• Verify tracking metrics are firing in browser, and metric names match requirements – Check de-bugger to see firing as expected
  • Verify reporting within the test/analytics tool where possible – Success metrics and click tracking in Adobe Target, Google Content Experiments, Google Analytics, Optimizely, Floodlight analytics, email data collection, etc.

Back End Admin Panel

Notify Project Team and Data Team it is ready for their QA (via email preferably) – indicate what reference browser is. After Project Team initial review, complete full cross browser/ cross device checks using “reference browser” as a guide:

Browser Functionality – Windows

  • Internet Explorer 7 (IE7)
  • IE8
  • IE9
  • IE10
  • IE11
  • Modern Firefox
  • Modern Chrome

Browser Functionality – macOS

  • Modern Safari
  • Modern Chrome
  • Modern Firefox8

Mobile Functionality – Tablet

  • Android
  • Windows
  • iOS

Mobile Functionality – Mobile phone

  • Android
  • Windows
  • iOS

Post-launch, after the test is live to the public:

  • Notify Project Team & Data Team the test is live and ready for post-launch review (via email preferably)
  • Verify split is open to public Verify split functional per targeting requirements
  • Where possible, visit the page as a user would to ensure targeting parameters are working properly (e.g., use URL from the PPC ad or email, search result, etc.)
  • Test invalid credit cards on a production environment

Pre-Launch and Post-Launch QA:

  • Check that copy and design are correct for control and treatments in the “reference browser”:
  • Ensure all added copy/design elements are there and correct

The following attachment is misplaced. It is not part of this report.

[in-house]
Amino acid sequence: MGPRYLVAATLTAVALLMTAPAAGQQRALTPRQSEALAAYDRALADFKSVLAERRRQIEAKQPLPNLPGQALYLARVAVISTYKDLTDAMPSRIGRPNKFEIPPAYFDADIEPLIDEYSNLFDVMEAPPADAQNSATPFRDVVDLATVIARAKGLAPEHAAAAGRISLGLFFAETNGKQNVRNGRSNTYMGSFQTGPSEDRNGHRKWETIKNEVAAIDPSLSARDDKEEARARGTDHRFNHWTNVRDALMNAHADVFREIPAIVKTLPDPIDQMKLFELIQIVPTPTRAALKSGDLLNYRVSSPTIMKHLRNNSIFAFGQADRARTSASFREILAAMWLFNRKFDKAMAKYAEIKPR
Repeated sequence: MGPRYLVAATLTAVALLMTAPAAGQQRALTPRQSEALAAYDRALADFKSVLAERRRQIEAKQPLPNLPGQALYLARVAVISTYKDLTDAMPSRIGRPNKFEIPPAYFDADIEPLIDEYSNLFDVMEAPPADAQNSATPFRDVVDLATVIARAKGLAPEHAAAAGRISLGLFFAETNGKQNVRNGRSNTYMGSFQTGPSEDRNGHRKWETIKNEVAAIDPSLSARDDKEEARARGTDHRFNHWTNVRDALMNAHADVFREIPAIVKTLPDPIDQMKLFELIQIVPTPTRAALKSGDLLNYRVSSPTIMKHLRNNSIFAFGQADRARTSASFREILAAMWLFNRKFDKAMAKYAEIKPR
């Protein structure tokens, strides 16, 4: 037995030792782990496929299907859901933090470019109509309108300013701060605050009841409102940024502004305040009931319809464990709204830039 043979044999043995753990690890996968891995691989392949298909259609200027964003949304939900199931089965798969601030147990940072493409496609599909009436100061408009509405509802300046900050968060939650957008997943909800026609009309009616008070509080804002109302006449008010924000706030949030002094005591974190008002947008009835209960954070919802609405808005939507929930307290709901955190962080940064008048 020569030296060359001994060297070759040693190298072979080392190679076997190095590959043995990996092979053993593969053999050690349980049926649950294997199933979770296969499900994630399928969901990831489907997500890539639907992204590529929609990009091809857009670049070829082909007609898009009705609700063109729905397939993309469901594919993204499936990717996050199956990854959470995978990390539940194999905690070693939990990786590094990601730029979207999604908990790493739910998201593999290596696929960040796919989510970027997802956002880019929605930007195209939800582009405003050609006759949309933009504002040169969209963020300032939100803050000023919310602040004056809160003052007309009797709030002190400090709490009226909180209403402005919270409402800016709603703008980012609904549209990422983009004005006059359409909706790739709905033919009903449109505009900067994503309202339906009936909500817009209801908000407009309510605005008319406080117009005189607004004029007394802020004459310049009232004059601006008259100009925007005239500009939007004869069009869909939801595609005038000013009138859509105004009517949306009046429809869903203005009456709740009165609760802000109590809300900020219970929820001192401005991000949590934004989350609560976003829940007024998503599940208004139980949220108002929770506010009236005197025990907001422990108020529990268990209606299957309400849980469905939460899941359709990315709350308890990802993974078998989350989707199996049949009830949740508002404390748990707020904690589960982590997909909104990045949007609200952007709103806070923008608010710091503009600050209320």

• Ensure all removed copy/design elements are gone
  • Ensure all changed copy/design elements are correct
  • Ensure control experience is as intended for the test
  • Check page functionality:
  • Ensure all added/changed functionality is working as expected
  • Ensure all standard/business as usual – BAU_ functionality is working as expected:
  • Go through the typical visitor path (even beyond the testing page/ location) and ensure everything functions as expected
  • Make sure links go where supposed to, fields work as expected, data passes as expected from page to page.
  • Check across multiple browser sizes (desktop, tablet, mobile)
  • If site is responsive, scale the browser from full screen down to mobile and check to ensure all the page breaks look correct
  • Where possible, visit the page the way a typical visitor would hit the page (e.g., through PPC Ad, organic search result, specific link/button on site, through email)

Pre-Launch QA Checklist (complete on Staging and Production as applicable):

  • Verify all metrics listed in the experiment design are present in analytics portal
  • Verify all new tracking metrics’ names match metrics’ names from tracking document
  • Verify all metrics are present in control and treatment(s) (where applicable)